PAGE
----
From at least 1961 through 1966, the series title Reading for an Age of Change was advertised through a fun variety of bookmarks which can also be fun for determining their elusive publication dates. Read on to learn more about dating ephemeral publications and advertising for Reading for an Age of Change!
Stored in the a separate record series the Reading for an Age of Change, there are at least five different promotional bookmarks which describe the publication series. While not all of our holdings for publications and publication series include promotional materials like advertisements, such ephemeral documents help archivists and other researchers understand the promotional context of these publications. At the same time, ephemeral items are not designed with long-term archival storage in mind. Not only are these items often composed of materials which decay faster than the publications which they promote, if these items are donated to an archives then they are often undated too. Archivists and other researchers can estimate an approximate date of publication for ephemeral items, by using clues in the document.
In our first example, printed in 1961, the orange bookmark above describes the upcoming series while featuring the new series’ logo of a book surrounded by electrons in orbit. While this document is dated at the bottom of the page, key terms like “new series” or “new reading program” help archivists determine an approximate date of publication for the item. If the series is new and we know that the first book was published in 1960, then we can reasonably estimate that this bookmark was printed around the year 1960. Conveniently for us, this bookmark includes a 1961 print date. When compared against the
Research tip: Often, promotional materials like bookmarks can be dated by convenient publication dates at the bottom of the document.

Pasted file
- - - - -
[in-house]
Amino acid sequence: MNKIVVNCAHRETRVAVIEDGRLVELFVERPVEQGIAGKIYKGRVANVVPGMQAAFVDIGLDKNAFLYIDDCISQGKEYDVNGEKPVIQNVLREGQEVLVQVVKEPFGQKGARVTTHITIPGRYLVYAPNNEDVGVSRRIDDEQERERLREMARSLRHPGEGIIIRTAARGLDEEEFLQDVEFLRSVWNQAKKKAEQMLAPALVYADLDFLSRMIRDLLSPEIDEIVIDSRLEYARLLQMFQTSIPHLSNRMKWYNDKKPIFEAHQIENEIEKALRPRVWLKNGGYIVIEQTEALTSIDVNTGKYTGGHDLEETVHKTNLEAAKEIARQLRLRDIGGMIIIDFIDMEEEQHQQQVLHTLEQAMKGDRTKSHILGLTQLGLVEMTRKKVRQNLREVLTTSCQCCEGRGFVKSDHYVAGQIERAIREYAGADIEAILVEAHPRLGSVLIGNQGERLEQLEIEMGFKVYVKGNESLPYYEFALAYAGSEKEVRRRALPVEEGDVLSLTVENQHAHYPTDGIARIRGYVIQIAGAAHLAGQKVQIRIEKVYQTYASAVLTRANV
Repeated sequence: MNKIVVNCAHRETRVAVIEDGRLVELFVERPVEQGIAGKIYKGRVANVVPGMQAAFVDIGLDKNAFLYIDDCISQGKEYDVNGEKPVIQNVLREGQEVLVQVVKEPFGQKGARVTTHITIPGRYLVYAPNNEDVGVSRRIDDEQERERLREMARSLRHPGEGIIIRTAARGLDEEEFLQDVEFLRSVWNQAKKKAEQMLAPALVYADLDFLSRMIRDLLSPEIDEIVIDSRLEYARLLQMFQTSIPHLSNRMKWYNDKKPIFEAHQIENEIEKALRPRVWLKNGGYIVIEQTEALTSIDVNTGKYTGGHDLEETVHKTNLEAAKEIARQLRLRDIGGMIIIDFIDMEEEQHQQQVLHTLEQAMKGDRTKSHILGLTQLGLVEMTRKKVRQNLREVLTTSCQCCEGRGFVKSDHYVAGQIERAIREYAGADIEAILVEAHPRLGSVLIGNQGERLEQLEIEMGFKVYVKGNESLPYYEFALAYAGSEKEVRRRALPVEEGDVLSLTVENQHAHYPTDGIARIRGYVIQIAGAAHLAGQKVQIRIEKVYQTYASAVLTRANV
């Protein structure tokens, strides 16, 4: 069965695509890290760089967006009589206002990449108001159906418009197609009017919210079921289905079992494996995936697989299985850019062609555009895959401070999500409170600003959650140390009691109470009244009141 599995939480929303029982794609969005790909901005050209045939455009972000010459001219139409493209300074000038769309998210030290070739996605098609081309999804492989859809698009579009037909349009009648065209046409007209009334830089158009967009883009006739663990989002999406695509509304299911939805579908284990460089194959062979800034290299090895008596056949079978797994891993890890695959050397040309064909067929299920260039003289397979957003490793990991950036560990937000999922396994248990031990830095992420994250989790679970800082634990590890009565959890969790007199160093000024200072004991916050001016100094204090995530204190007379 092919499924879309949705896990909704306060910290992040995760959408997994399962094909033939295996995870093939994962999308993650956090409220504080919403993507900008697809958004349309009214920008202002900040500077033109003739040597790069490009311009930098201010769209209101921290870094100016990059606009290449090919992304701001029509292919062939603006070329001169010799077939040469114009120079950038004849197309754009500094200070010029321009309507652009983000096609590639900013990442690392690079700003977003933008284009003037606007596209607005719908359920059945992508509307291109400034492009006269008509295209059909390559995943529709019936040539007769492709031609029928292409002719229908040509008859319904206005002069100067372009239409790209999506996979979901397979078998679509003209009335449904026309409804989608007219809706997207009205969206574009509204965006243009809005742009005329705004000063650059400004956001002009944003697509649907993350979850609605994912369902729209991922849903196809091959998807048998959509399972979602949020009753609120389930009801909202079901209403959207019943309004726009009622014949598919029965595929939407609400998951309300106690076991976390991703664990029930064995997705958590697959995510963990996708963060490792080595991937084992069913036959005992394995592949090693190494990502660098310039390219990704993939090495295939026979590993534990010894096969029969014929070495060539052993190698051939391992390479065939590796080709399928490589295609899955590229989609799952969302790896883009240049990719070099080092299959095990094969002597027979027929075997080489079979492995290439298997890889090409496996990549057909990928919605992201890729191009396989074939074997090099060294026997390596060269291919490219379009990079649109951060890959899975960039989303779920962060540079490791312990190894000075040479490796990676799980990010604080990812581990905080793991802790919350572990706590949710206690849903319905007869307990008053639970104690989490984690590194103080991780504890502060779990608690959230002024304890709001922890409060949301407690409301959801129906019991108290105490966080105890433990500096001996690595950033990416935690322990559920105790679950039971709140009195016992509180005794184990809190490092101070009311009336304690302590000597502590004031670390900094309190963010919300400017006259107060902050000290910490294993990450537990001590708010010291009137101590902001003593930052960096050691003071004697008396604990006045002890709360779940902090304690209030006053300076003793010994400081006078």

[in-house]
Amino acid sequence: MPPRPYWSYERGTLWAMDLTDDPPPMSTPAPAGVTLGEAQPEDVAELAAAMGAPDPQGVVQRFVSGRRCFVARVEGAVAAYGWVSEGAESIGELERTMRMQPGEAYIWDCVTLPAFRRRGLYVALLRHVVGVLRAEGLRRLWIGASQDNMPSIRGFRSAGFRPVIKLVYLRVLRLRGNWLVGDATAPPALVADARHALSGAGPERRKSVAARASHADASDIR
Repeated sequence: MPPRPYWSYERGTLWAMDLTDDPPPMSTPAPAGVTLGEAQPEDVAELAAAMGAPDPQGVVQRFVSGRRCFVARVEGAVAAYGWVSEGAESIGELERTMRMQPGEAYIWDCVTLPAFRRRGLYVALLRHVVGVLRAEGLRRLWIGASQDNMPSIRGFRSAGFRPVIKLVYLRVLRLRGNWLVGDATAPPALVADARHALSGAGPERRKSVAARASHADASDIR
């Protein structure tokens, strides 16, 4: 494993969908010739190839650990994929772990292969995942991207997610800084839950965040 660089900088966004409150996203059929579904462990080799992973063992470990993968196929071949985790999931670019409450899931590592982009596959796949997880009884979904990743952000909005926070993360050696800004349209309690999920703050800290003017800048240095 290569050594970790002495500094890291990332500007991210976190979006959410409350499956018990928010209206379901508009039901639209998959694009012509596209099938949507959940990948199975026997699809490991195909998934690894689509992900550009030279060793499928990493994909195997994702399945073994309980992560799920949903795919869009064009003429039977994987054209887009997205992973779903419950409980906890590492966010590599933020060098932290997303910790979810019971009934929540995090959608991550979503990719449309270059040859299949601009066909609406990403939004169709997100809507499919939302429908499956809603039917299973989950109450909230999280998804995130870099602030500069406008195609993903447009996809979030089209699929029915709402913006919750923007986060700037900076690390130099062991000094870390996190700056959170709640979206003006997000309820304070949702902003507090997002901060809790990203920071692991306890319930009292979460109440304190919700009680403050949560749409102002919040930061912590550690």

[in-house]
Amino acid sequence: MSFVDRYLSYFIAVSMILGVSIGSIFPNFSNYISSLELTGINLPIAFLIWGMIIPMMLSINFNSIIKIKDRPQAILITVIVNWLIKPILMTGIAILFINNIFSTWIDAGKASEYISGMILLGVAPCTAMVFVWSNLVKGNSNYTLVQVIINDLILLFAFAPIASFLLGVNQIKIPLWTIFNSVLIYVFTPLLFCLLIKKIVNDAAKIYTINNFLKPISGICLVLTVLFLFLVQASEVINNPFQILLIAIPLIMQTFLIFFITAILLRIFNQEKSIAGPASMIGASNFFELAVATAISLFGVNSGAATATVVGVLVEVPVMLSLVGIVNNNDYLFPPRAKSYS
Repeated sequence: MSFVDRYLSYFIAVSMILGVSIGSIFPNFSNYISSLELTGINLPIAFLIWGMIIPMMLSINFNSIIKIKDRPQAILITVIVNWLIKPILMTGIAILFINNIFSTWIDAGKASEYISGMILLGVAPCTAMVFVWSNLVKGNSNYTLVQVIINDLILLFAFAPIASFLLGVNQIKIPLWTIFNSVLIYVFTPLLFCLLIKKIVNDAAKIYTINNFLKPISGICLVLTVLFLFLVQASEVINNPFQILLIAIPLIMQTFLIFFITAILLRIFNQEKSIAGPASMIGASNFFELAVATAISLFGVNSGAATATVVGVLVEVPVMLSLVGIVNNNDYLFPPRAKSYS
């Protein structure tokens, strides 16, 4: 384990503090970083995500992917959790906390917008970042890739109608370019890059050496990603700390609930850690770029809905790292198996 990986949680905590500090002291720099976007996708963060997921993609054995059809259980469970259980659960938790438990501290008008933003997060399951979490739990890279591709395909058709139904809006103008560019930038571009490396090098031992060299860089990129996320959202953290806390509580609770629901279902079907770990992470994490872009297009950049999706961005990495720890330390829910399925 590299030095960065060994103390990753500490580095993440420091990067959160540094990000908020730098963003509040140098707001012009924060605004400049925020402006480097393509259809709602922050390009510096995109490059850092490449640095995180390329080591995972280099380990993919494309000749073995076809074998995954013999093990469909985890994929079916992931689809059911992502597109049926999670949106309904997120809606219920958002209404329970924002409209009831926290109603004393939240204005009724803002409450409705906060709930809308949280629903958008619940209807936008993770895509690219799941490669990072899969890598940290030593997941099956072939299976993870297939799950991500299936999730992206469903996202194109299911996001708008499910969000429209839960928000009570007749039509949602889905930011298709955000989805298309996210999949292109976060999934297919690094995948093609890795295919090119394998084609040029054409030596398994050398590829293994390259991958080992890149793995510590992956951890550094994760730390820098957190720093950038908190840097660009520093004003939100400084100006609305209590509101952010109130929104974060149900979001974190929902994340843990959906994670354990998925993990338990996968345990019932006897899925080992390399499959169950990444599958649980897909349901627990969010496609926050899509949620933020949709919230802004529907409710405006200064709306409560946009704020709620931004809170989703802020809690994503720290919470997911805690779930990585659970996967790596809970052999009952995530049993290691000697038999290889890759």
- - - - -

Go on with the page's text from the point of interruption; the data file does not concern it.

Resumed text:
In our second example, also printed early in the series’ history, the white bookmark describes the series logo of a book surrounded by electrons in orbit. This bookmark invites readers into intellectual content of the publication series by referencing the interesting questions raised by the series titles. While there is no print date for this bookmark, the use of the original series logo and the specific references to series titles are clues that this might have been published during the first half of the reading program’s life, because the document is inviting readers to join a current conversation about the intellectual topics.
In our third example, we have no date. Careful readers will notice that an office time stamp is impressed upon the top of the document. These markings indicate not when a document was published but when a document was received by an office. Since we know that these promotional bookmarks were all received by the ALA Headquarters Library, because they are stored in the Library’s office files, we can infer from the time stamp that the office received this bookmark (but not necessarily its peers) in 1966. This bookmark also announces new publication titles which are not found in the previous bookmarks. Now, we can use this bookmark as a reference tool to help approximate the dates of other undated items too.
Research tip: Time stamps on office documents indicate when an item was received and not when an item was printed.
In our fourth example, we have a blue bookmark with classical Greek theater motifs of tragedy and comedy above a notice of a new title publication. While the document has no date or time stamp, we have a clue listed in the series title listed. Since this bookmark is about Number 6: Contemporary Drama, then we can estimate the date of this document to be from the time of the book’s publication in 1966.
Research tip: Sometimes, the content of an ephemeral item is directly linked to a historical event which can greatly narrow the possible date range of its publication.
Finally, in our last example, we have a white bookmark which announces the names of book series topics. Using what we have learned in the previous examples, we have at least three indicators to guide us. First, the titles listed are from the second installment of the series which must be around 1966. Also, secondly, we see Contemporary Drama listed which is also evidence for an approximately 1966 date. Finally, at the top of the document, we see an office time stamp which tells us that an office received the document in 1969. If we had to make a conservative guess for a date of publication, then we might list this item as published circa 1966, which means that within a range of time of a few years before (or after) 1966, this bookmark might have been printed.
Copies Available at Your ALA Archives
Physical copies of Reading for an Age of Change advertisements are available for viewing at the ALA Archives. Please view the Record Series 12/1/15 database record entry, for more information.
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